Peter White, one of the authors at the USS Mariner was in town this week and got together with Alex Ciepley and me last night for eats. Ciepley had us over his place on the Upper West Side and made a delicious Thai meal. We caught bits and pieces of the Yankee game thoughout the evening. White is a good-natured guy, originally from Tulsa, and a classic Yankee-hater. But he wasn't hostile and it was fun watching the game with him, seeing the Yanks from his perspective. Interestingly, the two Yankees he not only tolerates but admires happen to be my two favorites: Bernie Williams and Mariano Rivera. Of course, Alex Rodriguez is his least-favorite Yankee, a bonafide Judas if there ever was one. Peter likened him to Anakin Skywalker.
Given the company--Ciepley hates the Yankees too--it is fitting that the Bombers suffered an almost comic loss last night. Al Leiter was in fine, dramatic form--as if every inning, every batter, each pitch, was the last act of "Camille." (Or "Macbeth," or "The Iceman Cometh"...insert your favorite melodrama here.) At this point, Leiter looks more like an actor than he does a great athlete which makes him even more compelling. Like other great Yankee dramatists in recent years (Cone and El Duque come to mind), Leiter doesn't have much left in the tank in terms of pure stuff, but he's got career's worth of guile and expertise by his side. If he has to go to 3-2 on every hitter (which he often does), and load the bases before he gets an out (ditto), he'll do it. This kind of living-on-the-edge style of pitching can be infuriating to watch, but as uncomfortable as it is at times, I've always found it entertaining and admirable. It's hard for me not to appreciate the humanity in it. Leiter is probably smarter than he ever was, but there is a disconnect between his intelligence and his physical ability. Mistake pitches are not fouled off, they are crushed for home runs. Everything is so hard-earned. You become aware of just how hard it is to get major league hitter's out.
Anyhow, Leiter loaded the bases many times, and threw about 7,000 pitches by the fourth inning. He wasn't terrible and allowed one run over five innings (115 pitches). But the Twins scored six runs off the Yankee bullpen (Sturtze, Proctor, Graman) while Johan Santana pitched seven scoreless. The Yanks came close at moments, but not close enough. In the third, Alex Rodriguez narrowly missed hitting a three-run home run to left, flying out to the warning track instead; in the eighth, he would just get under another one and fly out to deep center.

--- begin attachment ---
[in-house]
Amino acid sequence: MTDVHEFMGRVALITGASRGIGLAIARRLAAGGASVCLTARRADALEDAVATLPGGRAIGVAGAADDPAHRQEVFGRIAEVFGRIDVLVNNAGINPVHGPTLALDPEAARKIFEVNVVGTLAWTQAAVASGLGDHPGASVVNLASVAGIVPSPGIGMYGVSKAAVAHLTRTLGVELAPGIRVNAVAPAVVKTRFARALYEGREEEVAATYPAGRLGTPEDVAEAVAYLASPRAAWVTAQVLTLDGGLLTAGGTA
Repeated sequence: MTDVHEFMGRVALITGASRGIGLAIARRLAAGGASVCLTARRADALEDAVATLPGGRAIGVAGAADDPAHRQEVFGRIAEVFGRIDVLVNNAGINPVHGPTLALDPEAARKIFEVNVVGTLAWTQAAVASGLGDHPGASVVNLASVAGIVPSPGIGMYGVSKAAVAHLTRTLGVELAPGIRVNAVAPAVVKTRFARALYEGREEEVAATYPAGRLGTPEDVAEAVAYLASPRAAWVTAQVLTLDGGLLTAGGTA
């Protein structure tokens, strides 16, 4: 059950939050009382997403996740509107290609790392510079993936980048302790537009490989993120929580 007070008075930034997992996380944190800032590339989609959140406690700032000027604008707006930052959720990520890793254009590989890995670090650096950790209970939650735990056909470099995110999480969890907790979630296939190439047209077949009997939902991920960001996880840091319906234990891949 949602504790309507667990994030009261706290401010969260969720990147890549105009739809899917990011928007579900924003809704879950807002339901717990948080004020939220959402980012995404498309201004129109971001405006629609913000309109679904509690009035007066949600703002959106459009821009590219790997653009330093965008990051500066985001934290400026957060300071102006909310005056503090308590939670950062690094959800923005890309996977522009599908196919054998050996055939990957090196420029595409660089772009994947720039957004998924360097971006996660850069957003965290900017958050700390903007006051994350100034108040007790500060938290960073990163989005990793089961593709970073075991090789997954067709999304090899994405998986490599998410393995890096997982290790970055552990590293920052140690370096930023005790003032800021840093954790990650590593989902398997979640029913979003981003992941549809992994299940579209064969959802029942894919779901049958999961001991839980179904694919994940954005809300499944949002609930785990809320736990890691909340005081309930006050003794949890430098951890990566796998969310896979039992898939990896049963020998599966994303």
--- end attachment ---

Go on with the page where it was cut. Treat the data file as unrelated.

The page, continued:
The Yanks did manage to score three times in the eighth, then Bernie Williams hit what looked to be a game-tying three-run dinger to right field off Joe Nathan. I got out of my chair and yelled. But the ball hooked foul and for the third time in the game, I looked foolish. (I don't know what it was, but my home-run-call judgement was way off last night.) Williams, who, like Leiter is playing the final games of his career, struck out on the next pitch, a nasty splitter in the dirt.
Rodriguez capped a frustrating night by striking-out looking to end the game. Nathan threw two fastballs by him, wasted another up and away and then painted the outside corner with a heater, a perfect, unhittable pitch. Twins 6, Yanks 3. Happy Birthday indeed. Lots of humble pie to go around for the Bombers, who fell another game behind Boston who beat the Devil Rays yesterday.
Speaking of which, the final bit of comedy--or tragedy, depending on your viewpoint--is that the Yankees have signed Hideo Nomo. It says something about the state of affairs when the Yankees pick up a guy like Nomo who was cut by the last-place Devil Rays. Ciepley and White got a kick out of that. I could only laugh to keep from crying.